Nevertheless, after the first century of Catholicism in China, the formation of an indigenous clergy finally had a beginning, albeit timid. The case study of the Papal Legate, Maillard de Tournon, and other Vicars Apostolic during the eighteenth century shows that Propaganda Fide never gave up its attempts to further the indigenization policy. In fact, the Chinese priest Andrea Li, ordained by Maillard de Tournon, confirmed once again in his diary that the papal Legate “opened the door for the Chinese indigenous clergy” (Xie 2018, pp. 66–72). However, it was not easy to establish a long-lasting structure to train indigenous young men in China. Greater financial resources were required, and political difficulties needed to be overcome. The appointment of bishops was also disputed by the powers of patronage and by those who provided protection over missions, such as Portugal. The decision to train Chinese people abroad might not have been the best choice, but it turned out to be a good solution. The “Chinese College” in Naples became fruitful, and not only benefited Catholic missions but other places such as the British Embassy to China, headed by George Macartney (1737–1806), who was assisted by Li Zibiao (1760–1826), one of the early graduates (Harrison 2021; Wang 2023).
These efforts were intensified when the Congregation’s interest in indigenous cultures and clergy was further heightened by another Secretary of the Congregation, Stefano Borgia (1770–1789),21 who emphasized that the indigenous clergy included “not only native priests but also native bishops” (Metzler 2000, p. 152). Under his tenure, the positive attitude towards local cultures reached its peak. He intensified the Congregation’s interest in the cultures of peoples even more clearly and reorganized the work of the Congregation, taking care to encourage, even at his own expense, the training of indigenous clergy in the mission territories (Enzensberger 1971). He took advantage of his relationships practically, through the missionaries, and requested that everyone collect and send him back objects of indigenous art, which would help Propaganda Fide to understand the different cultures more clearly and contribute to scientific research, as was expressly noted in a specific Instruction (APF, Circ. Vol. II, n. LXXI).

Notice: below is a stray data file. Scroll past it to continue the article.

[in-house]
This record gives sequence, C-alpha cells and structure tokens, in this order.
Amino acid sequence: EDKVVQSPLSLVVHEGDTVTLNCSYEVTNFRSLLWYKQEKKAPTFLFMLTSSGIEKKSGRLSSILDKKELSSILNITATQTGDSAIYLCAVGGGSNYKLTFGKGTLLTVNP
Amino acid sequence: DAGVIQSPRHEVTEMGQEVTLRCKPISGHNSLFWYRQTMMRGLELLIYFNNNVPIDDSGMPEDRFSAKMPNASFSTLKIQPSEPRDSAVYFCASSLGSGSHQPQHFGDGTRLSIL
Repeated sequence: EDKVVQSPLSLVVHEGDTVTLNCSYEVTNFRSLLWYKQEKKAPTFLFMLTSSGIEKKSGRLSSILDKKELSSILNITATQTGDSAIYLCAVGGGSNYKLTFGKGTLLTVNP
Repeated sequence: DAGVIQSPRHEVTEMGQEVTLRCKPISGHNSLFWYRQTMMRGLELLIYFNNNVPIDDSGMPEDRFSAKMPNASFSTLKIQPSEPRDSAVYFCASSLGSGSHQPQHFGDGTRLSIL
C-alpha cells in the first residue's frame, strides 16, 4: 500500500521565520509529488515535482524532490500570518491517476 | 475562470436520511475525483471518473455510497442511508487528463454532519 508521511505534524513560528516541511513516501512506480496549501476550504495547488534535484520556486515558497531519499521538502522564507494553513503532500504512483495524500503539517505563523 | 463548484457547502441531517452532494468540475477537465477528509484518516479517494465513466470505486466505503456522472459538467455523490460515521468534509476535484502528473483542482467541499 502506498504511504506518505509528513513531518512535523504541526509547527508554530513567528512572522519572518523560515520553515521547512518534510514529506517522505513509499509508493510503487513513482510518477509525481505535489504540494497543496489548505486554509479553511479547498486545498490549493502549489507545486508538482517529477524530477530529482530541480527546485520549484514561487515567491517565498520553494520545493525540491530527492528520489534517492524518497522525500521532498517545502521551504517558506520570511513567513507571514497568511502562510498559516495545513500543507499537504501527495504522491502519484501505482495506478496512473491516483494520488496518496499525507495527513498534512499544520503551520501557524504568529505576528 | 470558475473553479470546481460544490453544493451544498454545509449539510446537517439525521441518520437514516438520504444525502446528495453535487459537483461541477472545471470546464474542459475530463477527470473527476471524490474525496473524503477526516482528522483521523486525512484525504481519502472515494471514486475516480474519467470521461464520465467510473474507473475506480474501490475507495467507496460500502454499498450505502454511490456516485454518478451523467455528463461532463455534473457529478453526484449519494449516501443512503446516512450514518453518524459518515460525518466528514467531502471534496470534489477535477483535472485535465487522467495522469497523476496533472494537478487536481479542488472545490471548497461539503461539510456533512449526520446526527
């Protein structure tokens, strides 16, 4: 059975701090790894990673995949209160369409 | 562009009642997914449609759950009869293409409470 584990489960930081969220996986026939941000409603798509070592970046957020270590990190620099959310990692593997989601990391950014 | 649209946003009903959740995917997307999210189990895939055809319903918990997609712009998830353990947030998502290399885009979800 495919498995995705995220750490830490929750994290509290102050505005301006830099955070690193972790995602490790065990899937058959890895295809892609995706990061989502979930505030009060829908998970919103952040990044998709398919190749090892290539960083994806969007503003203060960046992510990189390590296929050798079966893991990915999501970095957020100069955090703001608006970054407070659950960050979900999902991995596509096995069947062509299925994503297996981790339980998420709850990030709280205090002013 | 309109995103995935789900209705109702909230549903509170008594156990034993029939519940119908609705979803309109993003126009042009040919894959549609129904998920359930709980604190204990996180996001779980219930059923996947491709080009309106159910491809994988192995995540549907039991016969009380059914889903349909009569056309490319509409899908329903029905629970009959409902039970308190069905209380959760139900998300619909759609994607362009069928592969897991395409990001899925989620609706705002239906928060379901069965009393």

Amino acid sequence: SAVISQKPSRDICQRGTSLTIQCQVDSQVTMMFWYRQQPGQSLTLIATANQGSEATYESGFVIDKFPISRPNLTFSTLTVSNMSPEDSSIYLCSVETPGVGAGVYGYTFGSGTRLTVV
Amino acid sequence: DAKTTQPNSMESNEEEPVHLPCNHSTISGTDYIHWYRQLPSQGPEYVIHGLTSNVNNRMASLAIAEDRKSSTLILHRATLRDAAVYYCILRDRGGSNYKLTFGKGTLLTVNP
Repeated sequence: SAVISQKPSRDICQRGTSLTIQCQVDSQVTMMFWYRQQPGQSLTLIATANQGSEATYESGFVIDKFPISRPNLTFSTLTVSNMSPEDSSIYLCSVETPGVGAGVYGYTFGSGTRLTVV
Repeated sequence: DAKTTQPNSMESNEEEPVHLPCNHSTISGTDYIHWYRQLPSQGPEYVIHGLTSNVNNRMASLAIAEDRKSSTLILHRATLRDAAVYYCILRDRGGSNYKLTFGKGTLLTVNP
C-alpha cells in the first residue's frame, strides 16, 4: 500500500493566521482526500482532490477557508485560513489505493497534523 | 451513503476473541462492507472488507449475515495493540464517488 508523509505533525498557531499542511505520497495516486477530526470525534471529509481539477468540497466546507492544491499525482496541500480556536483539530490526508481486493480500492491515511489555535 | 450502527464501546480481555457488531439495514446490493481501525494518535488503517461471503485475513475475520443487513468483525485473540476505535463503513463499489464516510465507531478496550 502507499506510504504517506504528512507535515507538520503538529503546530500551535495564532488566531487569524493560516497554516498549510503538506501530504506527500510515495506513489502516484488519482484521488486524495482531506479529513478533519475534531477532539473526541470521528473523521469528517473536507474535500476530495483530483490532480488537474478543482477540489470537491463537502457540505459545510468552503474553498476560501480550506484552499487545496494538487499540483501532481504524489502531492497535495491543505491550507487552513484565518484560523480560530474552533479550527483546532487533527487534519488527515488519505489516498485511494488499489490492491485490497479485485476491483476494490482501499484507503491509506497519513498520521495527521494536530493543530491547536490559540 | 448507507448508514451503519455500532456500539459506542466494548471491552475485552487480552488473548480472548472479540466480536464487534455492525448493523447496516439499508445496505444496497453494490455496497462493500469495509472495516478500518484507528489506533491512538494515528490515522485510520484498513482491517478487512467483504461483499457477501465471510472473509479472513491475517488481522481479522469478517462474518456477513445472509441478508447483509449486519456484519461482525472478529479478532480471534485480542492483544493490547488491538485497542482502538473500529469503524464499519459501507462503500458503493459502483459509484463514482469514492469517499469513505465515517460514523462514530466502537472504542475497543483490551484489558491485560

As the new Secretary, Borgia confirmed that the difficulties and limited success of the mission in China, and in Asia in general, were due to the lack of the appointment of indigenous bishops (Metzler 2000, p. 153). He presented to the members of the Particular Congregation a detailed Memorial on the Need to Establish National Bishops (D’Arelli 2008, pp. 283–312) and stated that all difficulties “should be resolved in one fell swoop, that is, by coming to the grandiose resolution of finally giving the Chinese indigenous bishops… Without all this, Europeans in China will be Shepherds in name, linked to the Flock, but not loved by the Flock” (APF, SC Missioni Miscellanee vol. 2, f. 359r–379v). Indeed, after the Apostolic Consitution Ex quo singulari, published by Pope Benedict XIV in 1742, led to the expulsion of major foreign missionaries in China, an indigenous Chinese clergy would eventually carry the burden of the church during the dark years of persecution between 1784 and 1842 when anti-Christian legislation was repealed.


National Social Science Foundation of China (Grant No. 21CZJ023) and Fundamental Research Funds for the Central Universities (Grant No. 2020ECNU-HLYT074).

Institutional Review Board Statement